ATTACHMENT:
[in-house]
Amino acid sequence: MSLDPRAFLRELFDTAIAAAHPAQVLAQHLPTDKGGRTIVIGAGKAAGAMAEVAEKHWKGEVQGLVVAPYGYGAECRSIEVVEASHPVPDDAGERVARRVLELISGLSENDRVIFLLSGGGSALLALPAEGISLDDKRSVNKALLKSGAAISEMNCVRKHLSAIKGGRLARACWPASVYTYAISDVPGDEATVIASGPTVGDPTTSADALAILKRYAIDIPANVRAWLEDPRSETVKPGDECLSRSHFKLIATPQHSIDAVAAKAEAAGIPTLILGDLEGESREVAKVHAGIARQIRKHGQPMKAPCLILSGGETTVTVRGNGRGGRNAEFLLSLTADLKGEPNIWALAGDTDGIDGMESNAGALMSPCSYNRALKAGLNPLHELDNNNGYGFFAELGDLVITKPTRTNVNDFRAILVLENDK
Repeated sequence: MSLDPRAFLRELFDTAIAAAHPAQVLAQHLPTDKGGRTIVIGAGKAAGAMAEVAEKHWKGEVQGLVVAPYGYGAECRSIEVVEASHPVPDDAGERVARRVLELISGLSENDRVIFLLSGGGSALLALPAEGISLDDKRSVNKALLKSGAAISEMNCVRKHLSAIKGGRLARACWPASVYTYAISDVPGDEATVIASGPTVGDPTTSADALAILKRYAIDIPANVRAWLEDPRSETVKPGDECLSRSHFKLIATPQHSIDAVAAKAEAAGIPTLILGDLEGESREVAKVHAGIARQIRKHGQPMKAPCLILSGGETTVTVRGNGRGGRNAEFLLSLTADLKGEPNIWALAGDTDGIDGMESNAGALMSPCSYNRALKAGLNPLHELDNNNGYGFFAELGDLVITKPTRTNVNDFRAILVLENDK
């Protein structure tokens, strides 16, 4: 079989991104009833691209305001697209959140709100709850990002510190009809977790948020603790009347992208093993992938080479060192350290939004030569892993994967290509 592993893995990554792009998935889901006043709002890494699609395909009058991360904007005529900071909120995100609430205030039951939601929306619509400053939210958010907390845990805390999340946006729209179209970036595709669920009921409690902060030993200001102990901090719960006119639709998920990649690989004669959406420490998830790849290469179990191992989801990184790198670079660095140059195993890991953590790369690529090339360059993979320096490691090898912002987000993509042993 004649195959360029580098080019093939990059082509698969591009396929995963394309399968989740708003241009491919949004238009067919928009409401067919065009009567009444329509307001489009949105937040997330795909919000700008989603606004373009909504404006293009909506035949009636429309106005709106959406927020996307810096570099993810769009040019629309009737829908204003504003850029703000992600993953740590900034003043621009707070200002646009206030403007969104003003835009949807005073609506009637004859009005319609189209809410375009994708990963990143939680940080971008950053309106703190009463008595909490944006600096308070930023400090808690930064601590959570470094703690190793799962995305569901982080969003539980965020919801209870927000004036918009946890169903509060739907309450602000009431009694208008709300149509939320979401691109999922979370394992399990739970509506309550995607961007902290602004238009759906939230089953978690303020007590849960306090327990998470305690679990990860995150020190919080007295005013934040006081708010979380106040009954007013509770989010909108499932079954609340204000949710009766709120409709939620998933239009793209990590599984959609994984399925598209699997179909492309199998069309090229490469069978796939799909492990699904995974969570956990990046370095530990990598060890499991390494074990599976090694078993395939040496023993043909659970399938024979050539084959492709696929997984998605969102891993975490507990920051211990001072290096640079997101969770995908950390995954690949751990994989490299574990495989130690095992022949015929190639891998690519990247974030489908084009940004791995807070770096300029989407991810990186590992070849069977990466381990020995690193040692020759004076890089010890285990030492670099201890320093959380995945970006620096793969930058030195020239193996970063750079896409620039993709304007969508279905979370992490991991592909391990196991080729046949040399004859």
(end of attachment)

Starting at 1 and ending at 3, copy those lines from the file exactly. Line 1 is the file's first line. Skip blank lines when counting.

[in-house]
Amino acid sequence: MSLDPRAFLRELFDTAIAAAHPAQVLAQHLPTDKGGRTIVIGAGKAAGAMAEVAEKHWKGEVQGLVVAPYGYGAECRSIEVVEASHPVPDDAGERVARRVLELISGLSENDRVIFLLSGGGSALLALPAEGISLDDKRSVNKALLKSGAAISEMNCVRKHLSAIKGGRLARACWPASVYTYAISDVPGDEATVIASGPTVGDPTTSADALAILKRYAIDIPANVRAWLEDPRSETVKPGDECLSRSHFKLIATPQHSIDAVAAKAEAAGIPTLILGDLEGESREVAKVHAGIARQIRKHGQPMKAPCLILSGGETTVTVRGNGRGGRNAEFLLSLTADLKGEPNIWALAGDTDGIDGMESNAGALMSPCSYNRALKAGLNPLHELDNNNGYGFFAELGDLVITKPTRTNVNDFRAILVLENDK
Repeated sequence: MSLDPRAFLRELFDTAIAAAHPAQVLAQHLPTDKGGRTIVIGAGKAAGAMAEVAEKHWKGEVQGLVVAPYGYGAECRSIEVVEASHPVPDDAGERVARRVLELISGLSENDRVIFLLSGGGSALLALPAEGISLDDKRSVNKALLKSGAAISEMNCVRKHLSAIKGGRLARACWPASVYTYAISDVPGDEATVIASGPTVGDPTTSADALAILKRYAIDIPANVRAWLEDPRSETVKPGDECLSRSHFKLIATPQHSIDAVAAKAEAAGIPTLILGDLEGESREVAKVHAGIARQIRKHGQPMKAPCLILSGGETTVTVRGNGRGGRNAEFLLSLTADLKGEPNIWALAGDTDGIDGMESNAGALMSPCSYNRALKAGLNPLHELDNNNGYGFFAELGDLVITKPTRTNVNDFRAILVLENDK